DSC Tech Library
Call Center Technology
This section of our technical library presents information and documentation relating to Call Center technology and Best Practices plus software and products.
DSC is a leading provider of contact center technology and software solutions as well as predictive dialer phone systems for the modern call center. Customer contact center software includes CRM software and computer telephony integration solutions. These modern products help call center phone agents communicate effectively with your customers and prospects.
The following article presents product or service information relating to call centers and customer service help desks.
A Headset is a Headset ...Or Is It?
The following is an extract from the article "Let Your Voice Do the Walking" by Allan Rosenberg from www.CallCenterMagazine.com:
It's hard to get in over your head when you'e dealing with headsets.
Every call center-quality headset provides, at a minimum, one or two ear cushions, a microphone on a boom, a cord that leads to the quick disconnect on the amplifier (though some headset and telephone combinations let you skip the amp and connect directly to the phone), and hardware that attaches these components to an agent's head. Sure, there are a few different configurations available, noise cancellation technology has emerged in the headset market, and different headsets boast varying levels of comfort and sound quality. But the essential technology has been around for ages, and the evolution of new products proceeds at a glacial pace when compared to the rapid developments in computing power, networking technology, and software sophistication.
Headsets are fairly straightforward, and we often take them for granted — but that does not mean they are unimportant. You don't want to lose agents due to avoidable headset comfort issues, or to lose information from calls due to problems with sound quality. In this article, we're going to help you make sure that neither of these things happens.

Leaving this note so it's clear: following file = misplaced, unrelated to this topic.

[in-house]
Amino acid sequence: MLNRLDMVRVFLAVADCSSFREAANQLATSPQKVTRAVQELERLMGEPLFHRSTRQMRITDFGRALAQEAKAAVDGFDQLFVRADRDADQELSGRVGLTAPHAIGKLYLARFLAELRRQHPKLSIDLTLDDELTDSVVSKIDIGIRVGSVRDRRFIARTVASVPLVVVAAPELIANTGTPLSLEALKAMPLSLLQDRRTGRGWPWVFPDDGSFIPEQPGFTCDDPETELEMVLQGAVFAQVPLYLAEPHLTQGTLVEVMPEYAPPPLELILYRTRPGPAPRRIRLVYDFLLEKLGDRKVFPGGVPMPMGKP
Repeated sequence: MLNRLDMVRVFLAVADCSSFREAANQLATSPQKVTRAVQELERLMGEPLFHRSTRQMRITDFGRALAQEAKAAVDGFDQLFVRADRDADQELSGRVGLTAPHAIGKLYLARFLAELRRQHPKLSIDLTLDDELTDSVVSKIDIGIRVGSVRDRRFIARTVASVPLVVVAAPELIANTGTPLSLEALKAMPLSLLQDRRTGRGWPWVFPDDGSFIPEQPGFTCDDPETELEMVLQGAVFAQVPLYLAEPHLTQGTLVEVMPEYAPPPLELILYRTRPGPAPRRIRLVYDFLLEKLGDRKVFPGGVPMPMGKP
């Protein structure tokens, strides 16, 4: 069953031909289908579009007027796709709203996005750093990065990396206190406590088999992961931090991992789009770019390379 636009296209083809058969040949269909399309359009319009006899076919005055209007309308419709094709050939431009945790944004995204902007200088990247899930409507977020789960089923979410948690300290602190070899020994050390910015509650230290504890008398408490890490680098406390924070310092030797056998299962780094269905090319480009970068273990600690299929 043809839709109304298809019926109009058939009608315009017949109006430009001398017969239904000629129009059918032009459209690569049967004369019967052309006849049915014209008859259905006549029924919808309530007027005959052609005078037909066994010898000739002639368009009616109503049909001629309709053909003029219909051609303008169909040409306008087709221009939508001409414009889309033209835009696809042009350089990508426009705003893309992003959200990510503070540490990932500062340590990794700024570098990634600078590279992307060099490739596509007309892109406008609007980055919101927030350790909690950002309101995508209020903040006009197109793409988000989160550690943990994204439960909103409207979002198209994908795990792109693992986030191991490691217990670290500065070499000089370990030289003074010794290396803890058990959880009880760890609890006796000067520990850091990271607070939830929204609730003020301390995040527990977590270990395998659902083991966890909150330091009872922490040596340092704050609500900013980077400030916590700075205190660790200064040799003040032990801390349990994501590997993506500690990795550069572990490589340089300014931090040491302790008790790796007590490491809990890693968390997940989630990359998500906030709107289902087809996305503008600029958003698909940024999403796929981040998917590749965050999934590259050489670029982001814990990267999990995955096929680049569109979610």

We've limited our inquiry to wired headsets, since wireless is not practical for use by call center agents — in part due to cost, in part due to the limited number of wireless headsets that can operate within a given area, and in part because managers don't want agents wandering around (as one vendor put it, "Call center managers would bolt their agents to their seats if it were possible."). We are also looking only at headsets and amplifiers that operate with traditional telephone systems. In the future, as VoIP becomes more widespread in call centers, we no doubt will be adding PC headsets to the mix. We do note that many of the headsets that we discuss in this article come in USB versions, and many of the manufacturers sell combination amps and telephones.
First, we have some good news for you: the quality of the top of the line headsets from the major vendors is very, very good. And there's better news, too: even the highest quality headsets are cheap when compared with agent and supervisor salaries, telecom charges, computers, and software.
Clarity, Tone, and Background Noise
We compared the subjective clarity, tone, and background noise that we experienced during calls made and received using the following headset and amp combinations: